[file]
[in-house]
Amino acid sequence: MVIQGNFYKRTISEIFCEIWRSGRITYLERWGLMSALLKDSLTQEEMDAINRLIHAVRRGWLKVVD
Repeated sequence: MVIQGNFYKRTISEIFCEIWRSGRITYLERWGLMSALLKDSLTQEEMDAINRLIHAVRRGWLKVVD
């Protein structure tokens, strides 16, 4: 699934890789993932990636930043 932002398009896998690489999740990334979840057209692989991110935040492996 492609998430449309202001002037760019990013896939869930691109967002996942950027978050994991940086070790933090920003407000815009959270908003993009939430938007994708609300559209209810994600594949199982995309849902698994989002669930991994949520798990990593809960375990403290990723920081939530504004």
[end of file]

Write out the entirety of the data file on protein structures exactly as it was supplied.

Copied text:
[in-house]
Amino acid sequence: MVIQGNFYKRTISEIFCEIWRSGRITYLERWGLMSALLKDSLTQEEMDAINRLIHAVRRGWLKVVD
Repeated sequence: MVIQGNFYKRTISEIFCEIWRSGRITYLERWGLMSALLKDSLTQEEMDAINRLIHAVRRGWLKVVD
């Protein structure tokens, strides 16, 4: 699934890789993932990636930043 932002398009896998690489999740990334979840057209692989991110935040492996 492609998430449309202001002037760019990013896939869930691109967002996942950027978050994991940086070790933090920003407000815009959270908003993009939430938007994708609300559209209810994600594949199982995309849902698994989002669930991994949520798990990593809960375990403290990723920081939530504004």